Anemia

Macrocytic Anemia

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Macrocytic Anemia, Megaloblastic Anemia, Megaloblastic Macrocytic Anemia, Non-megaloblastic Macrocytic Anemia

  • Diagnosis
  1. See Hemoglobin Cutoffs for Anemia
  2. See Hematocrit Cutoffs for Anemia
  3. Macrocytosis
    1. Mean Corpuscular Volume > 100 fl
    2. MCV cutoff varies by age and per reference
  • Pathophysiology
  1. Macrocytosis is further divided based on Peripheral Smear (See below)
    1. Megaloblastic Macrocytic Anemia
    2. Non-megaloblastic Macrocytic Anemia
  2. Megaloblastic Macrocytic Anemia
    1. DNA and RNA synthesis disorder
    2. Affects Bone Marrow erythrocyte precursors
  3. Non-megaloblastic Macrocytic Anemia
    1. Secondary to Reticulocytosis (Reticulocytes are slightly larger than mature Red Blood Cells)
    2. Increased RBC production in response to Hemolysis, Hemorrhage or other red cell loss
  • Causes
  • Megaloblastic Macrocytic Anemia
  • Causes
  • Non-megaloblastic Macrocytic Anemia
  • Causes
  • Spurious Macrocytosis (False positive)
  1. Cold agglutinins
    1. Causes Red Blood Cells to clump and appear larger
  2. Hyperglycemia
    1. Red cells from hemoconcentrated blood swell when diluted for testing
  3. Significant Leukocytosis
    1. Increased sample turbidity results in overestimation of red cell size
  • Labs
  1. Peripheral Smear: Findings suggestive of Megaloblastic Anemia
    1. Neutrophil Hypersegmentation (>=6 lobes of nuclei)
    2. Megaloblastosis: Oval shaped Macrocytes
    3. Reticulocyte Index <1% (Reticulocytopenia)
      1. See Anemia for causes of Reticulocytosis
      2. By contrast, Reticulocytosis alone increases MCV
    4. Findings sensitive and specific (Early sign)
  2. Reflex studies usually obtained when macrocytosis identified
    1. Serum Vitamin B12
    2. RBC Folate (not Serum Folate which is inaccurate)
    3. Reticulocyte Count
    4. Thyroid Stimulating Hormone (TSH)
  1. Megaloblastic Anemia Anemia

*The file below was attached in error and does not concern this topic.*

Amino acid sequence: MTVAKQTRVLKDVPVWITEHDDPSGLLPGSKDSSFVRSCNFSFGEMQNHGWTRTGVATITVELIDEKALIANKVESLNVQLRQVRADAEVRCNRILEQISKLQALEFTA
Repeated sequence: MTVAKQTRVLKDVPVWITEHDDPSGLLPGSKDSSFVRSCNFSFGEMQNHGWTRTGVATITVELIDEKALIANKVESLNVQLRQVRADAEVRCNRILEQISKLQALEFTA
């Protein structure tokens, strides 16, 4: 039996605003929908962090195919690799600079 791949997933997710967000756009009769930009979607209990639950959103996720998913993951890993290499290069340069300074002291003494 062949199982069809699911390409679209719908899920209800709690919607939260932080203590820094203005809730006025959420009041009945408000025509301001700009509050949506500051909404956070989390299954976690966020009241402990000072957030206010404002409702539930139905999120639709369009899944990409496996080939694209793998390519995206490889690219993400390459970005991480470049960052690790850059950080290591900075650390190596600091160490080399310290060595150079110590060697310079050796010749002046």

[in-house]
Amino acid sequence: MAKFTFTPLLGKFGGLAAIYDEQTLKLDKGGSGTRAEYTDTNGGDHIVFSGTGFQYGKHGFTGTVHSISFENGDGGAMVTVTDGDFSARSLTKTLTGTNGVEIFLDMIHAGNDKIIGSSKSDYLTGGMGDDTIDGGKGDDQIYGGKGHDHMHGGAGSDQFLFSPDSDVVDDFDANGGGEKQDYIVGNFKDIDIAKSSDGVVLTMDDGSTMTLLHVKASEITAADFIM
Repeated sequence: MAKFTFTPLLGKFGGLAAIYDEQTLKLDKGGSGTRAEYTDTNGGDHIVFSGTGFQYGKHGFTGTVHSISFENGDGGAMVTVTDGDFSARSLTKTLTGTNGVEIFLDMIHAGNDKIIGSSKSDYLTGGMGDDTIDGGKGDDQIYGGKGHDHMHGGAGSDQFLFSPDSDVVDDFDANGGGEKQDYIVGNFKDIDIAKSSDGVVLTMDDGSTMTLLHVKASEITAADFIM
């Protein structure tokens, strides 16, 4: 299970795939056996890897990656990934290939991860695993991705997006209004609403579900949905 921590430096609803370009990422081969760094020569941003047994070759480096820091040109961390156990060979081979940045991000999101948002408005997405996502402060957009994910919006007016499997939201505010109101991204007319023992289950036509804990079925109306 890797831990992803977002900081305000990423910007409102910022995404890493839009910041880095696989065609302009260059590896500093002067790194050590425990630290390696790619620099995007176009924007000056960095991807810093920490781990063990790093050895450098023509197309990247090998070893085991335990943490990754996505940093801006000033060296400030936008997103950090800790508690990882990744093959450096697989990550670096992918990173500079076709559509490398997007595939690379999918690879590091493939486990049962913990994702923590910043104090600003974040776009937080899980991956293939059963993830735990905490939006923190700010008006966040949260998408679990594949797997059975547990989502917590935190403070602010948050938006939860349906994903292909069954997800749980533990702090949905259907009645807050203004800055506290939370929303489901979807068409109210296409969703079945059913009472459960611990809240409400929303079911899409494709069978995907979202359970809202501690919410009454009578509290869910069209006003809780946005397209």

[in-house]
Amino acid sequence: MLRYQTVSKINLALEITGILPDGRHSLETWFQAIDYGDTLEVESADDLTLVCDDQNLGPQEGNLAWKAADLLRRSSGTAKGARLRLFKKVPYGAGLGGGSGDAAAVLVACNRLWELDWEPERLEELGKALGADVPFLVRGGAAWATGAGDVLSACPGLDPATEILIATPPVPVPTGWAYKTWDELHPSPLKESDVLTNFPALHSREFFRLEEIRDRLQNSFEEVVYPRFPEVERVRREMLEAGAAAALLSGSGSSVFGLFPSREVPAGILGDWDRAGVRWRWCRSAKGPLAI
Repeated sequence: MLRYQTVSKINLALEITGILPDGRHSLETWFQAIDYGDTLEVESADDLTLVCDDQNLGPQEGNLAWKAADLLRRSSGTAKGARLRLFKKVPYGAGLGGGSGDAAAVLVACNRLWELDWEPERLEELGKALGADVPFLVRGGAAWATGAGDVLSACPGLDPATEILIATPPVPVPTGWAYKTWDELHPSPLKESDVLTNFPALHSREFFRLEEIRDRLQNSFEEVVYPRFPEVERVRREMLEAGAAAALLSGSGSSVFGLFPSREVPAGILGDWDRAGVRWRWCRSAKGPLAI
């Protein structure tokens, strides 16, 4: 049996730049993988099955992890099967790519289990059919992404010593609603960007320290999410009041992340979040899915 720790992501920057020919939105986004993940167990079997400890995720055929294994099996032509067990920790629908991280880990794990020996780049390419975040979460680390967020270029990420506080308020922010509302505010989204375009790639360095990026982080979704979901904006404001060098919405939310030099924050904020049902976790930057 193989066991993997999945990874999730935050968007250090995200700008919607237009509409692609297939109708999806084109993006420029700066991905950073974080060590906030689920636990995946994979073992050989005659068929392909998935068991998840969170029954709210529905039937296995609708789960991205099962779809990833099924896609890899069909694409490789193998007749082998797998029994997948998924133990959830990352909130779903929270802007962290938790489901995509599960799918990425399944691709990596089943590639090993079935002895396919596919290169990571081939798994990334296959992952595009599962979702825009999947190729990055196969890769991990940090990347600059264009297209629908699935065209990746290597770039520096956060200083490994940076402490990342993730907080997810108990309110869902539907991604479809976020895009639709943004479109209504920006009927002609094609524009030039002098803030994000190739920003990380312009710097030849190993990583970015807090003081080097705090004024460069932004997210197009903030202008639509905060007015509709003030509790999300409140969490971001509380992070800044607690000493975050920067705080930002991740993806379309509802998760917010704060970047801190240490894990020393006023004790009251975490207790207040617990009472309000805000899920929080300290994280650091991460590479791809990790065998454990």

1. Go to step 2
  2. Non-megaloblastic Macrocytic Anemia
    1. Consider non-megaloblastic causes listed above
    2. Consider Hemolysis or Hemorrhage (Reticulocyte Count increased)
    3. Consider Alcoholism
    4. Check liver function panel (LFT)
    5. Check Thyroid Stimulating Hormone (TSH)
  1. Reticulocyte Count less than 2%
    1. Go to step 3
  2. Reticulocyte Count greater than 2%
    1. Evaluate for Hemolytic Anemia
  1. Vitamin B12 >400 pg/ml
    1. Go to Step 5
  2. Vitamin B12 100-400 pg/ml
    1. Go to Step 4
  3. Vitamin B12 <100 pg/ml
    1. Treat Vitamin B12 Deficiency with Vitamin B12 Replacement
  • Evaluation
  • Step 4 - Methylmalonic acid (MMA) and Serum Homocysteine Levels
  1. Normal Methylmalonic acid (MMA)
    1. Increased Homocysteine: Go to Step 5
    2. Normal Homocysteine: Go to Step 6
  2. Increased MMA (with normal or increased Homocysteine)
    1. Treat Vitamin B12 Deficiency with Vitamin B12 Replacement
  1. Serum Folic Acid normal
    1. Go to Step 6
  2. Serum Folic Acid low
    1. Treat Folate Deficiency with Folic Acid supplementation
  • Evaluation
  • Step 6 - Nondiagnostic Findings
  1. Consider other causes above
  2. Consider Medication Causes of Macrocytic Anemia
  3. Consider Bone Marrow Biopsy for myeloproliferative disorder evaluation